Dal Fry and Life.
So hey! Welcome back to the brand new me. New? Me? How's that? Oh wait I'll tell you how..
I GOT MARRIED!
To R, yes yes. After 8 beautiful years, we finally decided to take the step. Look!
Marriage changes you. Believe me it really does. I've shifted to another city, with R, in our home. It's something we always spoke about, but now that it has happened, you can't believe it has. I've gone on a short sabbatical, enjoying domesticity for a few days before I jump into the workforce once again. It's been a mega hectic last few months, what with preparations for the wedding, and preparations of me leaving town. Learning new things. Shopping till my shoulders break off. Skin treatments. Some more shopping. Packing. Oh god the packing. The wedding itself. Rituals pre and post that. The amazing fun honeymoon to Spain. Coming back to Delhi and then shifting to Mumbai, bidding farewell to what was home for the last 12 years. Turning R's bachelor pad to a home here. So I'm more than entitled to a bit of a break.
And what else would I do in a break, than cook and experiment? Oh but there's a catch. You see, when Mum used to cook regular dal rice fish vegetables at home, I was free to do cakes and cookies and what not. Now that I'm on my own, the responsibilities of a household is on me.
So yes, I now make regular home food. With my twist and experimentation. Dal. Different kinds of rice. Chicken. Fish. A myriad varieties of sabzis. And the cakes and sweets of course, just lesser. So here goes: this blog will now also feature food to feed people in real life. Daily stuff that you make quickly, for you know I hate slow food. Stuff that you can whip up for lunch. Simple easy home style food. The cakes etc will always be there. But as of right now, Aishwarya Eats has grown up.
So the first thing I thought I can share with you is a dal. It's healthy, quick and one-pot. Using stuff you ALWAYS have in your kitchen. I make this almost daily! Presenting the Yellow Dal Fry, homey and comforting.
Yellow Dal Fry
From Veg Recipes of India
- 1 cup arhar/toor dal or pigeon peas
- 5-6 cloves of garlic, chopped. You can adjust the amount of garlic according to your liking.
- 1 medium onion chopped fine
- 1 inch ginger, chopped fine
- 1 tomato, chopped
- 1 green chilli, chopped fine
- couple of pinches of hing or asafoetida
- 1 tbsp ghee
- 1 tsp cumin or jeera
- 4-5 cloves of garlic, finely chopped.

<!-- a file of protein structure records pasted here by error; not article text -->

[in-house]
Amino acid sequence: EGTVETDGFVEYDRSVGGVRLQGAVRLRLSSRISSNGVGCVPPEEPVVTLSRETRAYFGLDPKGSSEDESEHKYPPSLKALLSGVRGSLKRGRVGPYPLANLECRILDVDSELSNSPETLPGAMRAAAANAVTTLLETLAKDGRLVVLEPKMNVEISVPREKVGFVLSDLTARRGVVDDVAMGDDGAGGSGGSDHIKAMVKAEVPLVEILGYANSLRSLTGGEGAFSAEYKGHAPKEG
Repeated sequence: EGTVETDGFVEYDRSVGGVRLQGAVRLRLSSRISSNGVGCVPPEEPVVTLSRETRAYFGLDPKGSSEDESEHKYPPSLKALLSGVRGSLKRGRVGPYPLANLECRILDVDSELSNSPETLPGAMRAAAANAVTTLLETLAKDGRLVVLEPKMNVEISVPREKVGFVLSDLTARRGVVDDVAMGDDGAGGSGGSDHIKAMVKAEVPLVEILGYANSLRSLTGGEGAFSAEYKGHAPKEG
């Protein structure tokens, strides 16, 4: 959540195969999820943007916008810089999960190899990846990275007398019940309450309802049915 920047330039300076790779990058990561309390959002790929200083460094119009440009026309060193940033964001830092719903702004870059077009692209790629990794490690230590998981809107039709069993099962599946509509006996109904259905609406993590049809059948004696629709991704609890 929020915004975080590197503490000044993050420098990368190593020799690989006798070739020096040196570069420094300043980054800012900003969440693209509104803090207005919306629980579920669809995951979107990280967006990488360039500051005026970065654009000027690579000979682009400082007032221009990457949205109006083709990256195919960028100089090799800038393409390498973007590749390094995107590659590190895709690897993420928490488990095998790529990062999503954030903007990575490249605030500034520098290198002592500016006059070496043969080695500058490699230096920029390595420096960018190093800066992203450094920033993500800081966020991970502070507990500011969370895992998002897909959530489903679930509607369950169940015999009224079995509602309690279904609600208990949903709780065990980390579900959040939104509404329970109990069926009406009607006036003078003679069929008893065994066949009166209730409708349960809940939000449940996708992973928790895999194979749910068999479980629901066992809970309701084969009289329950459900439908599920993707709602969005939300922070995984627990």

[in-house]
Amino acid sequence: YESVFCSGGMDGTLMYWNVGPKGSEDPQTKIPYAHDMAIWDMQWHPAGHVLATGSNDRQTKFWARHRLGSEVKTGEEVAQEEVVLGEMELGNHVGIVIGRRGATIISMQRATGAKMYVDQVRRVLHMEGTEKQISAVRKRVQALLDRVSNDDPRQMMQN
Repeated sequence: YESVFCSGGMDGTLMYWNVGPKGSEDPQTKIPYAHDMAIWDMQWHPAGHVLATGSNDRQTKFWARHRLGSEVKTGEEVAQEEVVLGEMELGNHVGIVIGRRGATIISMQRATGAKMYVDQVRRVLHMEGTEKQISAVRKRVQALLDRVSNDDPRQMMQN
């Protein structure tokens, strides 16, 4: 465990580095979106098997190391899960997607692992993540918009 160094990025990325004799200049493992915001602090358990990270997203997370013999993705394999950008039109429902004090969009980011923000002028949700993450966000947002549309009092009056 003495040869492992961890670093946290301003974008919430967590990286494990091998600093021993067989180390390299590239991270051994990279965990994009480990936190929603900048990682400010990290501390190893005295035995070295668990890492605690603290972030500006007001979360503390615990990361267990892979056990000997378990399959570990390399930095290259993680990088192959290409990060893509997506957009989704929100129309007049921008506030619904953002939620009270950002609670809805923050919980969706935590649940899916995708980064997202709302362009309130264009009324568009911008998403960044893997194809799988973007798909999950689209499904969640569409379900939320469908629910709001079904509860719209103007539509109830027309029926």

- 1 tbsp kasuri methi
- 1 tsp chilli powder
- a pinch of hing or asafoetida
- 1 dry red chilli
- A handful of coriander, chopped
- In a pressure cooker, add the thoroughly washed pulses. Fill with enough water, the level should be about half an inch (more or less) above the level of pulses.
- Add in the ginger, garlic, onion, tomato, green chilli, hing, and salt. Don't worry about the salt now, you can adjust it later. Keep it on the low side though.
- Pressure cook this till about 8-9 whistles. Please be careful with the cooker! Make sure the release vent has nothing stuck in it.
- Let all the pressure go out. Once you open it (open it only when all the steam is gone), stir it with a whisk or wooden spoon to mash all the pulses.
- At this point, add water if need be to liquify the dal in case its too thick. In case it's too thin, turn the heat back on high but don't put the lid back. Let it boil for some time, the appropriate thickness will come.
- Adjust the salt once your thickness is achieved.
- Now for the tempering. Keep every single ingredient ready.
- In a tadka pan or a small pan, heat the ghee.
- When the ghee is hot, add the jeera. When it starts to splutter, add the whole red chilli, broken into two halves.
- Next, fry the garlic in the ghee, I like it a bit brown and crispy.
- Once it's fried, add the hing.
- Turn the gas off. Add the red chilli powder, stir and add the kasuri methi.
- Immediately add this into the dal in the cooker. It should splutter wildly! In case you think the ghee has cooled, heat it back up and then add it.
- Stir to mix.
- Dump in the coriander. Mix.
- Immediately turn out into the serving bowl. Cover till you're ready to eat it.
- Preferably, before eating, add a little bit more coriander, and a squeeze of lemon if you want.
Serve with rice, roti, phulkas, parathas, anything!
And that's it. I'm telling you. If I, the one who only knew cakes and pannacottas, can make this, anyone can!
Till the next time!